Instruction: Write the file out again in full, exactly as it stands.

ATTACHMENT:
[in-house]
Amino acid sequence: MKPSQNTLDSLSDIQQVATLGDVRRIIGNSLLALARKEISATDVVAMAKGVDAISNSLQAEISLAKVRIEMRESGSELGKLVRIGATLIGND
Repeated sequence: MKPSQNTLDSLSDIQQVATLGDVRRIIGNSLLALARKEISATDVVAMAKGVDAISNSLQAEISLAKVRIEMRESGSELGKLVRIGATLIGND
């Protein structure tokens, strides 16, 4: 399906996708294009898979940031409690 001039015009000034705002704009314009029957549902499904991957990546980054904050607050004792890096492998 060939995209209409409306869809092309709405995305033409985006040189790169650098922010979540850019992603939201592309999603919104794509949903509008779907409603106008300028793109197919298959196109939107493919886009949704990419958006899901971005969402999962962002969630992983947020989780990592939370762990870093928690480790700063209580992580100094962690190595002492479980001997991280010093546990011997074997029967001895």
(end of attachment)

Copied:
[in-house]
Amino acid sequence: MKPSQNTLDSLSDIQQVATLGDVRRIIGNSLLALARKEISATDVVAMAKGVDAISNSLQAEISLAKVRIEMRESGSELGKLVRIGATLIGND
Repeated sequence: MKPSQNTLDSLSDIQQVATLGDVRRIIGNSLLALARKEISATDVVAMAKGVDAISNSLQAEISLAKVRIEMRESGSELGKLVRIGATLIGND
């Protein structure tokens, strides 16, 4: 399906996708294009898979940031409690 001039015009000034705002704009314009029957549902499904991957990546980054904050607050004792890096492998 060939995209209409409306869809092309709405995305033409985006040189790169650098922010979540850019992603939201592309999603919104794509949903509008779907409603106008300028793109197919298959196109939107493919886009949704990419958006899901971005969402999962962002969630992983947020989780990592939370762990870093928690480790700063209580992580100094962690190595002492479980001997991280010093546990011997074997029967001895």